The static structure of organisations can be described by an organisational chart. Such a chart shows an organisation by its sub-units and their respective relationships. The meta-model for the modelling of organisational charts is given in part a) of the figure to your right. An abstract organisation unit might either be a position or an organisational unit. Every organisational unit is a composition of other abstract organisational units. A position is an elementary description of the responsibilities of an employee. An example for an organisational chart is given in part b) of the figure to your right: An imaginary company consists of three departments (procurement, production, and distribution).

Organisational units and roles are elements assigned to business processes and refer to human actors which are responsible for the execution of a business process. Organisational units and positions as described here can be assigned to business processes. Roles are not necessarily defined in an organisational chart but can be assigned to business processes.
Resources
Resources are essential for modelling processes [PSO99]. Processes and their relationships mainly describe dynamic aspects and the order of events. Resources assigned to processes additionally specify objects required or used by business processes. Resources are usually not available in an unlimited amount (see [Nübe01],[PSO99]). Hence, the usage of scarce resources has to be taken into account for the analysis or simulation of processes as well as for the development of a workflow application or an information system. As the resource-modelling-language for MEMO-OrgML is currently under development, no graphical notation will be given here but a short introduction into the underlying meta-model. An excerpt from this meta-model is shown in the figure below. The class AbstractResource is the root of the generalisation hierarchy on resources. Every resource has a name (name : String), a textual description (description : String) and a list of resource attributes (attributes[0..*]:ResourceAttribute). Every resource attribute is a name-type pair for the specification of user-defined attributes on resources.
Within the context of process modelling, we generally distinguish human, physical, and intangible resources. A human resource is an abstraction of different perspectives on staff. Examples for such perspectives are concrete employees, roles filled by employees or business-oriented functions. Physical resources comprise all tangible objects used within a business process. Examples for physical resources are production plants, raw material, or computer hardware. In contrast to this, intangible resources do not have a physical manifestation. Examples for intangible resources are data, information, software, or even knowledge.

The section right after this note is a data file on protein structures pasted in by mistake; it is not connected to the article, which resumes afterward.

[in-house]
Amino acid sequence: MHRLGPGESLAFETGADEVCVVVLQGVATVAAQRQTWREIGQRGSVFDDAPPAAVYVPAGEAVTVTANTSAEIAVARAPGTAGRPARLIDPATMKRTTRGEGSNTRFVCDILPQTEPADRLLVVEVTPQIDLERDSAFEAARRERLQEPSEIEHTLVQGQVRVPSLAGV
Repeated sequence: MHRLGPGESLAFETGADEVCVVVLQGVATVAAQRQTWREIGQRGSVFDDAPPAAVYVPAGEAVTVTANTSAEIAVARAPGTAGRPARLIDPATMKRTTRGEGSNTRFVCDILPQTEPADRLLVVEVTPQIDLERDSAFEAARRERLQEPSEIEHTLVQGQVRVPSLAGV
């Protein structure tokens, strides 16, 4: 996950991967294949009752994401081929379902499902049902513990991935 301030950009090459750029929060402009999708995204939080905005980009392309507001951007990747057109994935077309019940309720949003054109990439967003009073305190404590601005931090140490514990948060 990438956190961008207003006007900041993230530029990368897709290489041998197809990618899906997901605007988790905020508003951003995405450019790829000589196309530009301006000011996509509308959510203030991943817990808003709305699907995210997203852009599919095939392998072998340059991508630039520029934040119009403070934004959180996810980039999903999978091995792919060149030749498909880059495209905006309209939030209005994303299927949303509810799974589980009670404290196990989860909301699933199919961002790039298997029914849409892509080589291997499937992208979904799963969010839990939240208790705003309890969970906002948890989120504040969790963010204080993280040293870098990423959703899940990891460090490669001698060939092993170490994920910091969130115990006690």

Human resources might be associated with concrete persons or employees of an organisation as well as abstract organisational units in an organisational chart. Hence, a human resource can be characterised by different aspects; it
  • can play an active role
  • may be responsible for the execution of e-business processes
  • needs some qualification and competences for its job
The type HumanResource is a subtype of AbstractResource and has the two attributes qualification and competenceProfile, both of type String. The qualification is an objectively describable criterion for the capabilities of a human resource. Usually, the qualification certificate is issued by an established educational body. The competence of a human resource reflects personal skills of human beings. Hence, a competence profile corresponds to a set of skills or competences of a particular role or person.

Physical resources comprise all tangible objects used within a business process and are neither human nor intangible. According to Heinen [Hei88, p. 242] - in the context of industrial production - it can be differentiated between non-consumable resources (Potentialfaktoren) and consumable resources (Repetierfaktoren). Non-consumable resources are not used up during a manufacturing process and are still available afterwards, whereas consumable resources either become a part of the resulting product or are used up and therefore not available anymore [SS01, pp. 89 f]. At this point we abstract from physical resources, because these are not relevant in our context of workflow applications and the perspectives we present on it.

Intangible resources are resources without a physical manifestation. Software in terms of a set of programs that run on a computer hardware is a key resource in the process of supporting workflows. The meta-type Software has two attributes: systemRequirements and scalability, both of type String. The system requirements are modelled as text and describe the environment for the execution of a software system (i.e. processor architecture, minimum main memory or operating system). Scalability corresponds to the ability of supporting growing numbers of clients. The meta-type Information was created to represent information or knowledge that is relevant within workflows. It has the attributes name (a symbolic reference to an information instance) and typeDefinition of type String which describes how the information is structured. Examples for information are certain customer data or enterprise knowledge of some kind.